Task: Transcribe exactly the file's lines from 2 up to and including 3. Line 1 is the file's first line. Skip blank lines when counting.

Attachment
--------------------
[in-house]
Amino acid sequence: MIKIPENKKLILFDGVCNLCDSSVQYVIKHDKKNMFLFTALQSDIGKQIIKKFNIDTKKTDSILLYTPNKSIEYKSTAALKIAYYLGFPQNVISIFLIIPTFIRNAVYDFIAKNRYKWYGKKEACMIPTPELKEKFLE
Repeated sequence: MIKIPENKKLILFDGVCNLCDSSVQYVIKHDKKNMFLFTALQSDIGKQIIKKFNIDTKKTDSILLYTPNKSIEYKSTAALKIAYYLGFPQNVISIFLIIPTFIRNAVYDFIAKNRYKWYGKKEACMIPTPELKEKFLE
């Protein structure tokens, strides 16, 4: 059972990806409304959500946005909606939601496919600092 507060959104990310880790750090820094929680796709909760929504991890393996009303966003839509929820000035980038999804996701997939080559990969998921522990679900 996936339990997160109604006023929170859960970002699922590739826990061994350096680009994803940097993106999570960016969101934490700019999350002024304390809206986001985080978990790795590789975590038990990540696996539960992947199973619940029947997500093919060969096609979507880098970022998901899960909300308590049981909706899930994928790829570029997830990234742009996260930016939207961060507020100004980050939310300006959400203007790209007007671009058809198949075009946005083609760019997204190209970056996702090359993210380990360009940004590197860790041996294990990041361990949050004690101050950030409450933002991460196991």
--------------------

Amino acid sequence: MIKIPENKKLILFDGVCNLCDSSVQYVIKHDKKNMFLFTALQSDIGKQIIKKFNIDTKKTDSILLYTPNKSIEYKSTAALKIAYYLGFPQNVISIFLIIPTFIRNAVYDFIAKNRYKWYGKKEACMIPTPELKEKFLE
Repeated sequence: MIKIPENKKLILFDGVCNLCDSSVQYVIKHDKKNMFLFTALQSDIGKQIIKKFNIDTKKTDSILLYTPNKSIEYKSTAALKIAYYLGFPQNVISIFLIIPTFIRNAVYDFIAKNRYKWYGKKEACMIPTPELKEKFLE